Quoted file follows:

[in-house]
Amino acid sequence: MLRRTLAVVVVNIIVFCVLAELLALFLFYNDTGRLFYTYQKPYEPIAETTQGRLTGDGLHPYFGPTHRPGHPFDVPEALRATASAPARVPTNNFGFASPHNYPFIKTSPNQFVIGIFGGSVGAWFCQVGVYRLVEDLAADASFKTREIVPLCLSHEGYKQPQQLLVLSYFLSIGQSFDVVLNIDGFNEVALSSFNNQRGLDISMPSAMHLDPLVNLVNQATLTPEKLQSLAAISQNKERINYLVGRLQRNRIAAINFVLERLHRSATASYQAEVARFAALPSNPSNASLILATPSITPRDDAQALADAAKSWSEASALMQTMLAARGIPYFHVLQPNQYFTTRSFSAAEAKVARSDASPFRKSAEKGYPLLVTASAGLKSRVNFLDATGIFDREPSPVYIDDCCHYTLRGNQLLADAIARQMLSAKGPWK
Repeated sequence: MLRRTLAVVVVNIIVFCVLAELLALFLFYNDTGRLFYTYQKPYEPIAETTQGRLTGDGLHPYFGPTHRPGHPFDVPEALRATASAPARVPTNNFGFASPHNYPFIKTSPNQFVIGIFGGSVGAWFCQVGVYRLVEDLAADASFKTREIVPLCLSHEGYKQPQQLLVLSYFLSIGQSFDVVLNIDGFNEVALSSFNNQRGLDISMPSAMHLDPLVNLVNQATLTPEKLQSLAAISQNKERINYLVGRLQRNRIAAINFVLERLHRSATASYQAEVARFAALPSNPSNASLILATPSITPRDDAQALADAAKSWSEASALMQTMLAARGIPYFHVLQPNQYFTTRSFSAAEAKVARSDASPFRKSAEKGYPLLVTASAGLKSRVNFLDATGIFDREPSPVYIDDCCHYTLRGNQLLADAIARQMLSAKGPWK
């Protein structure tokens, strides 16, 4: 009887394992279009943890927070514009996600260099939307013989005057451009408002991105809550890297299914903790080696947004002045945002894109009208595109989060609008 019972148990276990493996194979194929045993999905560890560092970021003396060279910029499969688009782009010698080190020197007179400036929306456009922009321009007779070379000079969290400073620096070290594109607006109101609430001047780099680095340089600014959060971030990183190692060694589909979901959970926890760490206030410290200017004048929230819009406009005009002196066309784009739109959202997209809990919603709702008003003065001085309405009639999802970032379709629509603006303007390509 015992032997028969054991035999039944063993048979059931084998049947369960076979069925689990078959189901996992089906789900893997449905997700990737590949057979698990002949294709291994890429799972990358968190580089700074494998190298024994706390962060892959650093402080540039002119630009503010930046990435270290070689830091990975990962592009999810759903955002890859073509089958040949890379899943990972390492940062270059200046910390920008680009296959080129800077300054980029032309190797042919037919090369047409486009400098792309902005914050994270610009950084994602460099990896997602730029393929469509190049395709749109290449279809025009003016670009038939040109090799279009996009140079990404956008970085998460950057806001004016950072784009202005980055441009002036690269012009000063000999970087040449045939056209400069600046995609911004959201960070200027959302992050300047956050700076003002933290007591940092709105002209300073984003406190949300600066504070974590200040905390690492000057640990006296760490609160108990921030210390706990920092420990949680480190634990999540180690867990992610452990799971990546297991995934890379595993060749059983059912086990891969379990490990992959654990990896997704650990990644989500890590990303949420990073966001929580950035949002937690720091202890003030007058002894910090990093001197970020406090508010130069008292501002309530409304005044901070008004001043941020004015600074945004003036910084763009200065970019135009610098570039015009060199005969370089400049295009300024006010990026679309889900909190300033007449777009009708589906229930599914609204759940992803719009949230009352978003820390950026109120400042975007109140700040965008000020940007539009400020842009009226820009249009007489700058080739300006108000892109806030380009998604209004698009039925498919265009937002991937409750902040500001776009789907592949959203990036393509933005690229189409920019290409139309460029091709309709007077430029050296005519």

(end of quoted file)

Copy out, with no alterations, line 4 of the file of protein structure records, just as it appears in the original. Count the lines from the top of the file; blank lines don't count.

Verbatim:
């Protein structure tokens, strides 16, 4: 009887394992279009943890927070514009996600260099939307013989005057451009408002991105809550890297299914903790080696947004002045945002894109009208595109989060609008 019972148990276990493996194979194929045993999905560890560092970021003396060279910029499969688009782009010698080190020197007179400036929306456009922009321009007779070379000079969290400073620096070290594109607006109101609430001047780099680095340089600014959060971030990183190692060694589909979901959970926890760490206030410290200017004048929230819009406009005009002196066309784009739109959202997209809990919603709702008003003065001085309405009639999802970032379709629509603006303007390509 015992032997028969054991035999039944063993048979059931084998049947369960076979069925689990078959189901996992089906789900893997449905997700990737590949057979698990002949294709291994890429799972990358968190580089700074494998190298024994706390962060892959650093402080540039002119630009503010930046990435270290070689830091990975990962592009999810759903955002890859073509089958040949890379899943990972390492940062270059200046910390920008680009296959080129800077300054980029032309190797042919037919090369047409486009400098792309902005914050994270610009950084994602460099990896997602730029393929469509190049395709749109290449279809025009003016670009038939040109090799279009996009140079990404956008970085998460950057806001004016950072784009202005980055441009002036690269012009000063000999970087040449045939056209400069600046995609911004959201960070200027959302992050300047956050700076003002933290007591940092709105002209300073984003406190949300600066504070974590200040905390690492000057640990006296760490609160108990921030210390706990920092420990949680480190634990999540180690867990992610452990799971990546297991995934890379595993060749059983059912086990891969379990490990992959654990990896997704650990990644989500890590990303949420990073966001929580950035949002937690720091202890003030007058002894910090990093001197970020406090508010130069008292501002309530409304005044901070008004001043941020004015600074945004003036910084763009200065970019135009610098570039015009060199005969370089400049295009300024006010990026679309889900909190300033007449777009009708589906229930599914609204759940992803719009949230009352978003820390950026109120400042975007109140700040965008000020940007539009400020842009009226820009249009007489700058080739300006108000892109806030380009998604209004698009039925498919265009937002991937409750902040500001776009789907592949959203990036393509933005690229189409920019290409139309460029091709309709007077430029050296005519």